Judge Dolly Gee shot down, with gusto and venomous contempt, the Trump administration’s frivolous request to modify the Flores agreement to enable them to indefinitely detain children with their parents.
Here is are some key excerpts, followed by the decision:
On July 24, 2015, the Court denied Defendants’ motion seeking to modify the Flores Agreement on the same grounds now raised anew in Defendants’ Ex Parte Application. See Defs.’ Motion to Amend at 13, 17–21, 27–28, 30–33 [Doc. # 120]; July 24, 2015 Order at 19–25 [Doc. # 177]; Ex Parte Appl. at 15–16 [Doc. # 435-1] (repeating Defendants’ position that detaining family units in unlicensed family residential facilities deters others from unlawfully entering the country). In short, Defendants have run afoul of Local Rule 7-18 because the Ex Parte Application “repeat[s] . . . oral or written argument made in support of” the earlier Motion to Amend. C.D. Cal. L.R. 7-18.
It is apparent that Defendants’ Application is a cynical attempt, on an ex parte basis, to shift responsibility to the Judiciary for over 20 years of Congressional inaction and ill-considered Executive action that have led to the current stalemate. The parties voluntarily agreed to the terms of the Flores Agreement more than two decades ago. The Court did not force the parties into the agreement nor did it draft the contractual language. Its role is merely to interpret and enforce the clear and unambiguous language to which the parties agreed, applying wellestablished principles of law. Regardless, what is certain is that the children who are the beneficiaries of the Flores Agreement’s protections and who are now in Defendants’ custody are blameless. They are subject to the decisions made by adults over whom they have no control. In implementing the Agreement, their best interests should be paramount.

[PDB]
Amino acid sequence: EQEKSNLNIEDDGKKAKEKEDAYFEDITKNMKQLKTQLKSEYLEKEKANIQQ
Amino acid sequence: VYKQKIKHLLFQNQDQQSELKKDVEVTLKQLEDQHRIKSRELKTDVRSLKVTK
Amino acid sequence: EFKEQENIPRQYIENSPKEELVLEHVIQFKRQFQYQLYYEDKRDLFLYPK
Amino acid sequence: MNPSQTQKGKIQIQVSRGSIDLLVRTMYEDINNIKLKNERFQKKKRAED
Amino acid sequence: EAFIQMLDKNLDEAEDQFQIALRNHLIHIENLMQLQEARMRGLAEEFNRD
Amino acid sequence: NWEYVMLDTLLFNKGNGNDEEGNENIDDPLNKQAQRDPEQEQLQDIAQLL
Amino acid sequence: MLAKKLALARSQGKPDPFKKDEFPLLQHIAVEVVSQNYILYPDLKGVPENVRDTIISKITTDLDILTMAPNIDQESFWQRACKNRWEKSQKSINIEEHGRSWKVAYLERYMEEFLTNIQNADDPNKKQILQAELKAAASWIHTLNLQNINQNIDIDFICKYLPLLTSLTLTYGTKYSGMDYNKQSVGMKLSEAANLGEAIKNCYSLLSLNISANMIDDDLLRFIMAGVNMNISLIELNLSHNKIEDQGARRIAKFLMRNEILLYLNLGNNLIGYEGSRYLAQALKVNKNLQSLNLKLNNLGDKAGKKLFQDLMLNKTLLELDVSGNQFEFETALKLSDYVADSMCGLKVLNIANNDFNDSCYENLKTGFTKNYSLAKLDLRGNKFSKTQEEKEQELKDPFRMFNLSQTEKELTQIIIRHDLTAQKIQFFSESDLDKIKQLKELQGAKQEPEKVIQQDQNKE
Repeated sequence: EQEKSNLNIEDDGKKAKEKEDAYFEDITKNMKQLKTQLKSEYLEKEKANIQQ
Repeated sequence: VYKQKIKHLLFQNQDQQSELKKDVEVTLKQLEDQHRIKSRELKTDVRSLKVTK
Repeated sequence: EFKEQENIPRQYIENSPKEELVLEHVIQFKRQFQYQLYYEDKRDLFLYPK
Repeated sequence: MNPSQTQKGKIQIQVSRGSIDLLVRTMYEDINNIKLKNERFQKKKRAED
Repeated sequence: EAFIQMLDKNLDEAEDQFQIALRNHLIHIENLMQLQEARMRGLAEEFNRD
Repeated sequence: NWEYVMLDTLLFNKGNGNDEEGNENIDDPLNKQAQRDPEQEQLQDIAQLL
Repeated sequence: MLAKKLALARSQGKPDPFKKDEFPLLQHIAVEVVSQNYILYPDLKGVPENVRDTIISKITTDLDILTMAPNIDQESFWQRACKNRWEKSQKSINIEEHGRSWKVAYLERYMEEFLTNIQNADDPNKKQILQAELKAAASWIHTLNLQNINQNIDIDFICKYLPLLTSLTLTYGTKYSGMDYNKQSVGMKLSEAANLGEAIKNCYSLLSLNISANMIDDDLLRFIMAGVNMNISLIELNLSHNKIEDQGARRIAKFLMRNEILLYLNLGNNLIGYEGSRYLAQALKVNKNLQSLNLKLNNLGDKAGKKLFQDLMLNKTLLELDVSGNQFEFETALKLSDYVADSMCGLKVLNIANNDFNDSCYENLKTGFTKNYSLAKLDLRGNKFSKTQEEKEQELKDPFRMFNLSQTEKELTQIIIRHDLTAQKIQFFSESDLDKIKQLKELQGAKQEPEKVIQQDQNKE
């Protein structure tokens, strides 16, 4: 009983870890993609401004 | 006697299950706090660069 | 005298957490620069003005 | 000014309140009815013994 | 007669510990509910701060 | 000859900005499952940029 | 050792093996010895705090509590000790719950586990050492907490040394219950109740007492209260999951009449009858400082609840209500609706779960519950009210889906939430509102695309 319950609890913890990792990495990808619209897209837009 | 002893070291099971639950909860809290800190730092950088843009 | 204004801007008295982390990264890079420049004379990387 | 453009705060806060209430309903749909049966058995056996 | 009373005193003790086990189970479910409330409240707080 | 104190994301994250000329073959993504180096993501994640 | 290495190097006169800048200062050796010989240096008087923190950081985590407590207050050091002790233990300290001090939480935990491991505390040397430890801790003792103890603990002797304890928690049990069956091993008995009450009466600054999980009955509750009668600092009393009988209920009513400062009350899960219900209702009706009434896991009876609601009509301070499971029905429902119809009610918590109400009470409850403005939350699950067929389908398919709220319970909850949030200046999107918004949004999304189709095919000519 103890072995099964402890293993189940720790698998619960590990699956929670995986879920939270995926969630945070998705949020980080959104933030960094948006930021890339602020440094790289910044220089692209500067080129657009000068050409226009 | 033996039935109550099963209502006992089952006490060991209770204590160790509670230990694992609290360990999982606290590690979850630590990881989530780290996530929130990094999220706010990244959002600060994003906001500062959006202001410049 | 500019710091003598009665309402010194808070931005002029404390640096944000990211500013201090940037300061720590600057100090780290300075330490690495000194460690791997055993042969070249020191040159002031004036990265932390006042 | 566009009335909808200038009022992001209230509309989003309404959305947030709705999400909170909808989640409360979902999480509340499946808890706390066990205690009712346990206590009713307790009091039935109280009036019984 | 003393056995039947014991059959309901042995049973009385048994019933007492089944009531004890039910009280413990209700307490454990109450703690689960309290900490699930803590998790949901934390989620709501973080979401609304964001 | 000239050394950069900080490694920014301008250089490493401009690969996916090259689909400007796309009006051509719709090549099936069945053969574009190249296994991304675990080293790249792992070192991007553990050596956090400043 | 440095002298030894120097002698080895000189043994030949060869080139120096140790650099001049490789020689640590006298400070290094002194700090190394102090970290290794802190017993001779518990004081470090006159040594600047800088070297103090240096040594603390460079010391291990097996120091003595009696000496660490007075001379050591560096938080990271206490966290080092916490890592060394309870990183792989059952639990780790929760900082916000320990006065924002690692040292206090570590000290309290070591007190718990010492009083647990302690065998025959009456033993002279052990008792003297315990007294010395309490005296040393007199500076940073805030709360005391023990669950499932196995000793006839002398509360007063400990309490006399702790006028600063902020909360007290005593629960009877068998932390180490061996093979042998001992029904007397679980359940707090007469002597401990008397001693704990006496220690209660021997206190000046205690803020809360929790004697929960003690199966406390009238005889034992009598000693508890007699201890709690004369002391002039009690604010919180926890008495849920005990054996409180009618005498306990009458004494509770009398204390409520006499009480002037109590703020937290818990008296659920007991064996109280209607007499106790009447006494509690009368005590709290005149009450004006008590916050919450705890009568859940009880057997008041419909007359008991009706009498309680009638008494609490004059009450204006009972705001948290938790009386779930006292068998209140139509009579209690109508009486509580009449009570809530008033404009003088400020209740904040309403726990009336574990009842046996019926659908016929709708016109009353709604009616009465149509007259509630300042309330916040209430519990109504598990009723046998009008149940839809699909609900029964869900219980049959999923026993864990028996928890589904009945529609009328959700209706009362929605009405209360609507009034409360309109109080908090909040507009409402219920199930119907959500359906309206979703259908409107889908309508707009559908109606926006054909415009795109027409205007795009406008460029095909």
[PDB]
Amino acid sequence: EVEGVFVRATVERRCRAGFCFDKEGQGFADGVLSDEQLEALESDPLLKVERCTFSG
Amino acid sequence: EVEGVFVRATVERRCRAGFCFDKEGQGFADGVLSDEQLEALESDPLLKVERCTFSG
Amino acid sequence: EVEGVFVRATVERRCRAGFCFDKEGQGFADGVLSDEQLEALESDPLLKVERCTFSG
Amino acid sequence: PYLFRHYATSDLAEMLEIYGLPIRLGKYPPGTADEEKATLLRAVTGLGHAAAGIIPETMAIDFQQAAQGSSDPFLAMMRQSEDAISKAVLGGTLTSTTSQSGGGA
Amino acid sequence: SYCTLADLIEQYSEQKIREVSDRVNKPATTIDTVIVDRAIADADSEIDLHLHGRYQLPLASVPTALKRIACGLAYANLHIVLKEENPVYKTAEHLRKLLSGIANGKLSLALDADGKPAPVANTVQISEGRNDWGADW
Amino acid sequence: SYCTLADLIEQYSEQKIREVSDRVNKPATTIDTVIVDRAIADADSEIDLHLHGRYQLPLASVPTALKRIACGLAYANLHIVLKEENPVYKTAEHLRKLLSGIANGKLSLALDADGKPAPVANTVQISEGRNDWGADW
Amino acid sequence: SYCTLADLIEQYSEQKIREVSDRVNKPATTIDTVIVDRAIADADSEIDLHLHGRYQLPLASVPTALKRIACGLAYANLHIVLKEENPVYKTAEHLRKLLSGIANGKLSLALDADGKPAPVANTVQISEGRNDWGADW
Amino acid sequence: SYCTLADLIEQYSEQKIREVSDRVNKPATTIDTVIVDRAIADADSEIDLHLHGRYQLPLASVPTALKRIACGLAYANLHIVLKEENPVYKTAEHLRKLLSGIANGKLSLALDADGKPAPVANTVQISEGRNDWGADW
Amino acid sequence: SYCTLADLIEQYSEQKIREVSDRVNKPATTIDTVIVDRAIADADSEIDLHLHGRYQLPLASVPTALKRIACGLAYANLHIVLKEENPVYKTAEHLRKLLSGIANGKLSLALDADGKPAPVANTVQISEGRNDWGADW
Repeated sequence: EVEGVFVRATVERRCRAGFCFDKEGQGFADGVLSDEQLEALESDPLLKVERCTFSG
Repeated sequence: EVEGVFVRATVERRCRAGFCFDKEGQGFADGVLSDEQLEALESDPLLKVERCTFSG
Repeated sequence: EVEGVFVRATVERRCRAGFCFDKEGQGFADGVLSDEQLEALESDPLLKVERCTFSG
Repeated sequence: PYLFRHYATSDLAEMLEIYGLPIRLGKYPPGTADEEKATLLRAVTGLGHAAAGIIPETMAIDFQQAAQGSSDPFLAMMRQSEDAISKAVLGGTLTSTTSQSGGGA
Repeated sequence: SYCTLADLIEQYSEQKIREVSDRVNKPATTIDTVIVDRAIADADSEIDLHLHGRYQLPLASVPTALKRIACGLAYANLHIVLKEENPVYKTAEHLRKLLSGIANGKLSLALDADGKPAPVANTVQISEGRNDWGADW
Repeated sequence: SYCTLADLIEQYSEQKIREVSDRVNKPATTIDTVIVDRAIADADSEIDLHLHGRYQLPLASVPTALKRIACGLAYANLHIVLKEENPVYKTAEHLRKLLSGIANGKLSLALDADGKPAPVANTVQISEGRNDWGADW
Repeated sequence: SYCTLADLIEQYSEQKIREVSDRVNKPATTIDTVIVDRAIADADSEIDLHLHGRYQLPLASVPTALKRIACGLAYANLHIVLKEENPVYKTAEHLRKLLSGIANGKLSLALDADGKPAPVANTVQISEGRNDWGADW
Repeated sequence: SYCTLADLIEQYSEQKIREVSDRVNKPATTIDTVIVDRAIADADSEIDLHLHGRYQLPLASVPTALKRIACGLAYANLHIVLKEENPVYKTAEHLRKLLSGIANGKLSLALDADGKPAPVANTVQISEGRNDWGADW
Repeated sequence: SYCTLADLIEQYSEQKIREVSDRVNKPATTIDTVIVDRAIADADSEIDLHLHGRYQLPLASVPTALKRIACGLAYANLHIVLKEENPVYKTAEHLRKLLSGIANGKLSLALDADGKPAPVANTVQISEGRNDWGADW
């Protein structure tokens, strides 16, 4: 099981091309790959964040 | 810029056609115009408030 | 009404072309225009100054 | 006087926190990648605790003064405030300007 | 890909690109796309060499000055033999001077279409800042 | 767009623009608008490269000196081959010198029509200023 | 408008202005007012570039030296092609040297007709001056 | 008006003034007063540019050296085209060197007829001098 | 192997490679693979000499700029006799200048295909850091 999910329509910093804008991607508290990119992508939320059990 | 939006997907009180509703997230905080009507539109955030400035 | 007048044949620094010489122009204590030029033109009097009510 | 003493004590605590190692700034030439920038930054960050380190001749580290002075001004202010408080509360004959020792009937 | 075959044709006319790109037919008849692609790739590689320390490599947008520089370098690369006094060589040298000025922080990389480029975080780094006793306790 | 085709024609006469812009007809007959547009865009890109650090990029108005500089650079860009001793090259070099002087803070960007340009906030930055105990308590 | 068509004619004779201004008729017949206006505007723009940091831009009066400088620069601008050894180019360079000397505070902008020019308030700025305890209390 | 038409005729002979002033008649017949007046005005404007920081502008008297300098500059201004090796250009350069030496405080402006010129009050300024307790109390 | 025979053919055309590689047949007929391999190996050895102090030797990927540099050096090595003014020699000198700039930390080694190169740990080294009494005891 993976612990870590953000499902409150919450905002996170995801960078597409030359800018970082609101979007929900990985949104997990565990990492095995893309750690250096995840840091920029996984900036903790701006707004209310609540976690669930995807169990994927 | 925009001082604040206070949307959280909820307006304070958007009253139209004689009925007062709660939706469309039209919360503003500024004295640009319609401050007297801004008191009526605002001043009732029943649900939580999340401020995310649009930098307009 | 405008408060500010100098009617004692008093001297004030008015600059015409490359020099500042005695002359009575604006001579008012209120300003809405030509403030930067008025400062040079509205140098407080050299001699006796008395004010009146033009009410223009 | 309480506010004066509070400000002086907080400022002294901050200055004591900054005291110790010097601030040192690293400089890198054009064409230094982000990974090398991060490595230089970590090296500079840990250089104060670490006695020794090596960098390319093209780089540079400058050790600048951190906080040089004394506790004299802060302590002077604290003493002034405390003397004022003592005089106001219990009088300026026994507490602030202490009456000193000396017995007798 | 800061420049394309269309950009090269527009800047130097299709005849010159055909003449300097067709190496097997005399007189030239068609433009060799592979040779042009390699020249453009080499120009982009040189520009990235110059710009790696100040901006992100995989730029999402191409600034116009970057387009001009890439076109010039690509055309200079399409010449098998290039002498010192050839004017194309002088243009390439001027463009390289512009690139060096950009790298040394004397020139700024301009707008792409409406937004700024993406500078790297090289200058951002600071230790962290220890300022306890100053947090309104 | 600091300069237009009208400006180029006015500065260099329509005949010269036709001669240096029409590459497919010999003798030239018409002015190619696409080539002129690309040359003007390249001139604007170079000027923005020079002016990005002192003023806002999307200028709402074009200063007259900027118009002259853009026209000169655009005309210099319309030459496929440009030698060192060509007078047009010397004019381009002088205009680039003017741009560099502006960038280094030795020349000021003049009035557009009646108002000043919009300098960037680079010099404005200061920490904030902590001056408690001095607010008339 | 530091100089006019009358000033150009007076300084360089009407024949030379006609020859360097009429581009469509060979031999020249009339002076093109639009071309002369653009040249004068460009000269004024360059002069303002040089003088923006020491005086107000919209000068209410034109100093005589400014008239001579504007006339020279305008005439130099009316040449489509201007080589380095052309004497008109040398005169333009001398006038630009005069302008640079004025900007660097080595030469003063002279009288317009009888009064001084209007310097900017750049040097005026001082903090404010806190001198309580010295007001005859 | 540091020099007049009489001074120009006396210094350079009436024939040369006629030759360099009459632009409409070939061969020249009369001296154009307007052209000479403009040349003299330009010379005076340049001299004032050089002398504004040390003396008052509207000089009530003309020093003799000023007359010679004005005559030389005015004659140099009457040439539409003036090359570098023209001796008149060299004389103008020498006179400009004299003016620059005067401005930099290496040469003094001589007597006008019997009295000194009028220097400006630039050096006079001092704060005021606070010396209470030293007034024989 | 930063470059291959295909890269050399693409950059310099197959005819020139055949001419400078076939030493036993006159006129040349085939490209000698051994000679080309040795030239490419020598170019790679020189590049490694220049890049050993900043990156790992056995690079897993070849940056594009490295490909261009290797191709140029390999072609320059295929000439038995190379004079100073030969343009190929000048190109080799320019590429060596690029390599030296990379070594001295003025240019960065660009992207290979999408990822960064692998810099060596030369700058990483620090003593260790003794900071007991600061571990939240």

To the extent Defendants claim that the Ms. L Order supports their request for modification, their argument fares no better because they have not shown that Ms. L required Defendants to violate the Flores Agreement or that compliance with the Ms. L Order would “directly conflict” with the Flores Agreement’s release and state licensure provisions. See Flores v. Sessions, 862 F.3d 863, 874 (9th Cir. 2017) (noting that this is the standard for modifying a decree on change of law grounds). Absolutely nothing prevents Defendants from reconsidering their current blanket policy of family detention and reinstating prosecutorial discretion. See Exec. Order No. 13841, 83 Fed. Reg. at 29435; see also 8 U.S.C. § 1226(a)(2)(A) (providing that the Attorney General has the discretion to release certain aliens